The Smart Card Alliance Identity Council is focused on promoting best policies and practices concerning person and machine identity, including strong authentication and the appropriate authorization across different use cases. Through its activities the Council encourages the use of digital identities that provide strong authentication across assurance environments through smart credentials–e.g., smart ID cards, mobile devices, enhanced driver’s licenses, and other tokens.
The Council addresses the challenges of securing identity and develops guidance for organizations so that they can realize the benefits that secure identity delivers. The Council engages a broad set of participants and takes an industry perspective, bringing careful thought, joint planning, and multiple organization resources to bear on addressing the challenges of securing identity information for proper use.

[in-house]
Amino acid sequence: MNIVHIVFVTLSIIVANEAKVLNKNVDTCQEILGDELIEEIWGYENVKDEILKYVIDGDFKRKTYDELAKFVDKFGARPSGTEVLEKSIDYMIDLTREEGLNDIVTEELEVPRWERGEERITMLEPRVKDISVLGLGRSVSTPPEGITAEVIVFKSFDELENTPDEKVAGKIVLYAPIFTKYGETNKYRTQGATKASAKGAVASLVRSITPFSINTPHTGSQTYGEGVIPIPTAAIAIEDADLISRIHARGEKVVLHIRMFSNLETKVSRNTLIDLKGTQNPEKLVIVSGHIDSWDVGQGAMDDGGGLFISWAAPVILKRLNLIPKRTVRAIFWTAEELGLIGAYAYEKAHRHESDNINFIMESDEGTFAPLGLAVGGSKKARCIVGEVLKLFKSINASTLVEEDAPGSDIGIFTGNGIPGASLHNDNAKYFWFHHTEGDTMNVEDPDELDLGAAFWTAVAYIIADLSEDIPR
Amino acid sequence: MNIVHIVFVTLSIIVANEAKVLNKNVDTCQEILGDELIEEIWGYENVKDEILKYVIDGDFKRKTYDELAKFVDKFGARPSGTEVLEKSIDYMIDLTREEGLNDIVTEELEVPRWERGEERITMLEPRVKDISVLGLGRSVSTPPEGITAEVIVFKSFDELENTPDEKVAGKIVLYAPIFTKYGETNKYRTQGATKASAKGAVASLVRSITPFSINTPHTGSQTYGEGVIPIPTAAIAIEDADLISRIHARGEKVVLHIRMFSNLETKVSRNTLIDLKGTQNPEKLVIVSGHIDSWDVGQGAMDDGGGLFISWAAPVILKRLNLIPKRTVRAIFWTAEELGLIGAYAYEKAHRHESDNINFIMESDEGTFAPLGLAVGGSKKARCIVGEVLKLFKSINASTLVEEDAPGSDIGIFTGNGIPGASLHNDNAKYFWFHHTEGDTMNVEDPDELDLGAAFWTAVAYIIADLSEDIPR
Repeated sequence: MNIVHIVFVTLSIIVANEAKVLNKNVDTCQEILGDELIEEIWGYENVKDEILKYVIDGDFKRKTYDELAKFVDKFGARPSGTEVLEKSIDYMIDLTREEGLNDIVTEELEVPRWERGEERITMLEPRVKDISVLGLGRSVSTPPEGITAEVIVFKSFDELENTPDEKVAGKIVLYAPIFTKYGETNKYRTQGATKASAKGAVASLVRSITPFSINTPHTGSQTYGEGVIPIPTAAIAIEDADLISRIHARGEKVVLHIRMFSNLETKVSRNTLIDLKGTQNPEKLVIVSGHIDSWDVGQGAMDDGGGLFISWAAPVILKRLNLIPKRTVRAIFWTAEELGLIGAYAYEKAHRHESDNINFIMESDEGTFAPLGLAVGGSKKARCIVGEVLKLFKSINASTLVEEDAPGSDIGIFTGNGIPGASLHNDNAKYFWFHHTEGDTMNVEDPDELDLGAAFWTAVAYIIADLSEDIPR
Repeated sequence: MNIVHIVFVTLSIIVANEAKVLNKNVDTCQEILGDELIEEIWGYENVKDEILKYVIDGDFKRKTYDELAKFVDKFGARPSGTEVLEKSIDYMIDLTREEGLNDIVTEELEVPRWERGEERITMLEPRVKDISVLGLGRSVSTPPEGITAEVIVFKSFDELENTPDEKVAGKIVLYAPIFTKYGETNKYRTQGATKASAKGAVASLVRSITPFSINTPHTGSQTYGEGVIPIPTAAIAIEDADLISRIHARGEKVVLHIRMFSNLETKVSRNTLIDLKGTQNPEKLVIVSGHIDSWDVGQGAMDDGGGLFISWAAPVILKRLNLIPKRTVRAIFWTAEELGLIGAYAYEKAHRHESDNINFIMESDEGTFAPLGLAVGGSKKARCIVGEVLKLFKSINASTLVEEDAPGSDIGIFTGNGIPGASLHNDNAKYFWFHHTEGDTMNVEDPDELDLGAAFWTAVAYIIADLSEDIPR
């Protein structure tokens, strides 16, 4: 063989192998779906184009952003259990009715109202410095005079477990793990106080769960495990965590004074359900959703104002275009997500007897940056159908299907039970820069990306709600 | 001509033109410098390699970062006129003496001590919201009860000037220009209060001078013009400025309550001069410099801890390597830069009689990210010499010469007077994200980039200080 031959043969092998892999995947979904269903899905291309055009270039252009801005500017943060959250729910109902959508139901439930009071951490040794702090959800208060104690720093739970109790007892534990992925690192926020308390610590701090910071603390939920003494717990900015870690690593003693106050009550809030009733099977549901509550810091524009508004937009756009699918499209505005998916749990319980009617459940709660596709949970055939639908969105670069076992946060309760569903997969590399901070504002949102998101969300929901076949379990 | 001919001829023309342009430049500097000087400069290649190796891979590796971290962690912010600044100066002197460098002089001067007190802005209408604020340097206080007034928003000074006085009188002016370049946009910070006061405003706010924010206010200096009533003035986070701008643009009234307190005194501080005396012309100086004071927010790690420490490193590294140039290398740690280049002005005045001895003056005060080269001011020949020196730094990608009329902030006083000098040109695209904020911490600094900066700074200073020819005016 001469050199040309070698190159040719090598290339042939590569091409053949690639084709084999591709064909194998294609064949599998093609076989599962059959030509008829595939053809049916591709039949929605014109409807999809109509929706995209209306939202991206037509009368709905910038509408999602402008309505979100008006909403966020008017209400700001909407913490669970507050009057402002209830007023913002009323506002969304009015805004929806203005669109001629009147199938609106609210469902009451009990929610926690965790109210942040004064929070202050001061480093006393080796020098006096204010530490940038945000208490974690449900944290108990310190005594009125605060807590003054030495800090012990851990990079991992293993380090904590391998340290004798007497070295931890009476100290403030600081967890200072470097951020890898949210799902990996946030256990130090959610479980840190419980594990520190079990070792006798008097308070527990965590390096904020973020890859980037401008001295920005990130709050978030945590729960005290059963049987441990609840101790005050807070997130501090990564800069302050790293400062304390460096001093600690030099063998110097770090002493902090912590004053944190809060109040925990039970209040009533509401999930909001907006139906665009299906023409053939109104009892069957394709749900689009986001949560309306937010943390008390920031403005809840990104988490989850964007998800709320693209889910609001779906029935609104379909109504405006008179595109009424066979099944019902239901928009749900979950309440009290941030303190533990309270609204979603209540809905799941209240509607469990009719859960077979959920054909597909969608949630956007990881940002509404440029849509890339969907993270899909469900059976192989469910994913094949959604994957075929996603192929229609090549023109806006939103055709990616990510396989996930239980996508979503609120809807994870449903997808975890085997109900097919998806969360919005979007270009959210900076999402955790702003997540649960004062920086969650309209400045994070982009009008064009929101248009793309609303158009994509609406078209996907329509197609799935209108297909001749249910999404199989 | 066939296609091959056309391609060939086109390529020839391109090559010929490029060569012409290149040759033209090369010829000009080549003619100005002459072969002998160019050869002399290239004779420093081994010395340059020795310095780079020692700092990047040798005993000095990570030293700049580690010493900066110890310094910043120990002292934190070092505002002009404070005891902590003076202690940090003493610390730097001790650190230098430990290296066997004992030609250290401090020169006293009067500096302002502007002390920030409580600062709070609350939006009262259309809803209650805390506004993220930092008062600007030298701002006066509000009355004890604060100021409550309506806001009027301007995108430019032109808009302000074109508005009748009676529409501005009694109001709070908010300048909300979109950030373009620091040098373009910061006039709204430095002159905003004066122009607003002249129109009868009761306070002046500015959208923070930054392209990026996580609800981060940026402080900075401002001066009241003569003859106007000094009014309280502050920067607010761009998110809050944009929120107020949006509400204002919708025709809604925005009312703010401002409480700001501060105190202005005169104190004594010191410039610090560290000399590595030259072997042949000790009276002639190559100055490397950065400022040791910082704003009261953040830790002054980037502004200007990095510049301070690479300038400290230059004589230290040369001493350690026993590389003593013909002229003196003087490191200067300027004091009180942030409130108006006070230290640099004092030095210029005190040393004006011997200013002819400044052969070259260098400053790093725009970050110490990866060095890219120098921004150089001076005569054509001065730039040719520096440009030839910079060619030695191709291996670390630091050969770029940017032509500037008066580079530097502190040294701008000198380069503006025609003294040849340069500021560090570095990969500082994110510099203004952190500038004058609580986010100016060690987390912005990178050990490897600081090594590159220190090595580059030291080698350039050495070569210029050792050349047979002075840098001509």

About the Smart Card Alliance Mobile and NFC Council
The Smart Card Alliance Mobile and NFC Council was formed to raise awareness and accelerate the adoption of payments, loyalty, marketing, promotion/coupons/offers, peer-to-peer, identity, and access control applications using NFC. The Council focuses on activities that will help to accelerate the practical application of the technology, providing a bridge between technology development/specification and the applications that can deliver business benefits to industry stakeholders.
The Council takes a broad industry view and brings together industry stakeholders in the different vertical markets that can benefit from mobile and NFC applications. The Council collaborates on: educating the market on the technology and the value of mobile and NFC applications; developing best practices for implementation; and working on identifying and overcoming issues inhibiting the industry
About the Access Control Council
The Smart Card Alliance Access Control Council is focused on accelerating the widespread acceptance, use, and application of smart card technology for physical and logical access control. The group brings together, in an open forum, leading users and technologists from both the public and private sectors and works on activities that are important to the access control community and that will help expand smart card technology adoption in this important market.